Dispense 60 Bolts In 2.3 Seconds

Helmke-Part-Counter Dispensing Parts

We’ve covered a number of projects that assist makers who need to fill orders for their small businesses, or kitting. [Helmke] has sorted thousands of pieces of hardware that they include with 3D printed parts sold online. They have been developing an alternative, a modular system for sorting and packaging specific quantities of parts.

Animated GIF of Helmke-Part-Counter Sorting Parts

After the break, check out the latest video from their small but growing channel for a very clear walk-through of the counting system they’ve been iterating on. The 2nd video in the series explores solenoids, Geneva drives, and ultimately a sprocket to dispense a variable number of bolts from the sorting machine. The approach gives consistent results, easily to vary quantities, and is fast! These videos are also rich with lots of small details you might want to explore on your own like magnetic part feeding, discussions of different sensors for detecting and counting parts, 3D printed gear box designs, and we love the use of stackable crates for project enclosures.

We hope to see more videos from [Helmke] in the series as the project matures for deeper dives into the existing mechanisms and new features they develop next. Hungry for more? We’ve brought you everything from cutting and stripping wire, to SMD tape, to resistors, to laser-cut parts.

26 thoughts on “Dispense 60 Bolts In 2.3 Seconds

  1. Don’t forget the traditional solution of dispensing by weight. 100 grams of 10-gram parts gives you ten if ten, within tolerances. If there’s too much variation, biasing toward providing one more ay eliminate the risk of shipping one fewer than needed.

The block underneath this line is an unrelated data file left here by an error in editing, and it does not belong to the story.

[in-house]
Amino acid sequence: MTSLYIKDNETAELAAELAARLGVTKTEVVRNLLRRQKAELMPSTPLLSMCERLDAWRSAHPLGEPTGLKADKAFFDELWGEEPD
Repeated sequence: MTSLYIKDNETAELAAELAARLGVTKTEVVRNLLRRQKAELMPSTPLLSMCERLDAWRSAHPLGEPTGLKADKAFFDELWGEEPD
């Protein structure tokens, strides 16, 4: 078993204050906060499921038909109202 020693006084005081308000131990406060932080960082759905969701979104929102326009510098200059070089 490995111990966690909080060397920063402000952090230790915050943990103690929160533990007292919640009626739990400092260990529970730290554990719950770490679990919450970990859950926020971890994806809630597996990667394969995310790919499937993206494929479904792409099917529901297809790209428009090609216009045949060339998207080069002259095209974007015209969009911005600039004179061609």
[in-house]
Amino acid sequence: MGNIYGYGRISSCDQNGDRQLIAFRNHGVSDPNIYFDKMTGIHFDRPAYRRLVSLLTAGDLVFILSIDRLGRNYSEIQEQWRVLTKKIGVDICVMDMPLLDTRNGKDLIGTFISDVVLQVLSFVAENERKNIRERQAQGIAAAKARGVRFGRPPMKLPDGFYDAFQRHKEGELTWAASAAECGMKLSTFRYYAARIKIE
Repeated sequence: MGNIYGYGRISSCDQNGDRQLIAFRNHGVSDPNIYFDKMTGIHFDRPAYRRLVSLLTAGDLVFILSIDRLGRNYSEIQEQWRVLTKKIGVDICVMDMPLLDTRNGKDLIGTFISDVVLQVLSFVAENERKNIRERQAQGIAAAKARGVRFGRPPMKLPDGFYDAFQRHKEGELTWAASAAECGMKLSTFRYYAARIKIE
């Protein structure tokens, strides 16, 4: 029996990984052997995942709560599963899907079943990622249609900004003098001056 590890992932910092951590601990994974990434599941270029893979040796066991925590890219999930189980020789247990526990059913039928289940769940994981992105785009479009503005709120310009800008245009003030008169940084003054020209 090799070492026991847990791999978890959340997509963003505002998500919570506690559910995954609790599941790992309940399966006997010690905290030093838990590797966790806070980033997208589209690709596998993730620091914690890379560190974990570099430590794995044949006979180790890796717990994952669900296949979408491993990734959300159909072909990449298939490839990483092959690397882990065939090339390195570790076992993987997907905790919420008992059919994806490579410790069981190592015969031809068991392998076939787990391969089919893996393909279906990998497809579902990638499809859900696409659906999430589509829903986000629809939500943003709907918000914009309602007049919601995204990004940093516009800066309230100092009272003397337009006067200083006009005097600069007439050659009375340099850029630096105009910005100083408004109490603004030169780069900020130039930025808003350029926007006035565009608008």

1. The cost of an extra bolt here and there is probably less than the cost of the sorting machine over its lifetime. Just skew the weight target upward enough so that you never have a bolt missing and the problem is solved for good.

        1. True.

          But introducing the potential for error at early stages makes your life difficult later. For example, suppose you’re packaging flat pack furniture, which needs 10 screws, 10 nuts, and 10 washers. You drop them in the box and then weigh the box to make sure you got the correct amounts – otherwise you flag a person to check it – except now since you have great uncertainty about how much is in each bag, one extra screw might be worth half the washers missing because the bag wasn’t closed properly.

    1. Having tried using tare weight for small parts, I can tell you that scales with sufficient resolution and stability to make counting consistent are very, very expensive. Keep in mind that you need to be able to resolve about 1/10 the weight of a single part to use tare weight sucessfully.

      The only way to do it with reasonably priced scales is to do as a later comment suggested and make sure you always over count, which is also costly in the long run.

      Now if someone could make a sorter that sorts according to thread and length…

    2. Dispensing by weight is very hard if you want to do it at speed. Each falling object has high impact so tips the scale way over the desired weight, you need to wait until an object has fallen, impacted, bounced back up (making all objects bounce so you kight end up with negative weights) then come back up again.

      1. Hit the nail on the head – EVERY weighing system has design principles that are obfuscated and not necessarily known to the end-user as to what every nuance is and why it is important. There is a reason that mettler-toledo puts a stamp on some of their stationry scales that says “not legal for counting purposes” – no reason for implied liability if someone is using it outside of its design parameters.

        Among other things I do in the food industry, high-speed inline weighing has become one of my typecast specialties. We have a motto – If you can’t get it right, fail heavy – Nobody complains about a freebie. A physical count is a physical count – but if you’re going by weight, material properties and batch/lot/supplier/phase of the moon all come into play. Higher safety margin means more freebies, but lower and tighter means it all has to work perfectly or you’re being shut down by weights and measures for “truth in labeling” violations a few months later.